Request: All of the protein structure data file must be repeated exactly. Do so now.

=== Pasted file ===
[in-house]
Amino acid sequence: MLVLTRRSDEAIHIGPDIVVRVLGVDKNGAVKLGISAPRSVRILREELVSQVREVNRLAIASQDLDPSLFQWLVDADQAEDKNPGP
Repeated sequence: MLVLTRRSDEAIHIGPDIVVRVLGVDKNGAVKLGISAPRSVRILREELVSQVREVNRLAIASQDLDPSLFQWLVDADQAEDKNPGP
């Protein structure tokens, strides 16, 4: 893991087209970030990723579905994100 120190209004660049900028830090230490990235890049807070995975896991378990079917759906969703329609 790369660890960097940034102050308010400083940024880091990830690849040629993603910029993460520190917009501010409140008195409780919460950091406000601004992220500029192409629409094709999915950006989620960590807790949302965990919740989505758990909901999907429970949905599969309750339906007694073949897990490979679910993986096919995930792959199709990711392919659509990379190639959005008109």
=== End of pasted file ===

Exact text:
[in-house]
Amino acid sequence: MLVLTRRSDEAIHIGPDIVVRVLGVDKNGAVKLGISAPRSVRILREELVSQVREVNRLAIASQDLDPSLFQWLVDADQAEDKNPGP
Repeated sequence: MLVLTRRSDEAIHIGPDIVVRVLGVDKNGAVKLGISAPRSVRILREELVSQVREVNRLAIASQDLDPSLFQWLVDADQAEDKNPGP
């Protein structure tokens, strides 16, 4: 893991087209970030990723579905994100 120190209004660049900028830090230490990235890049807070995975896991378990079917759906969703329609 790369660890960097940034102050308010400083940024880091990830690849040629993603910029993460520190917009501010409140008195409780919460950091406000601004992220500029192409629409094709999915950006989620960590807790949302965990919740989505758990909901999907429970949905599969309750339906007694073949897990490979679910993986096919995930792959199709990711392919659509990379190639959005008109």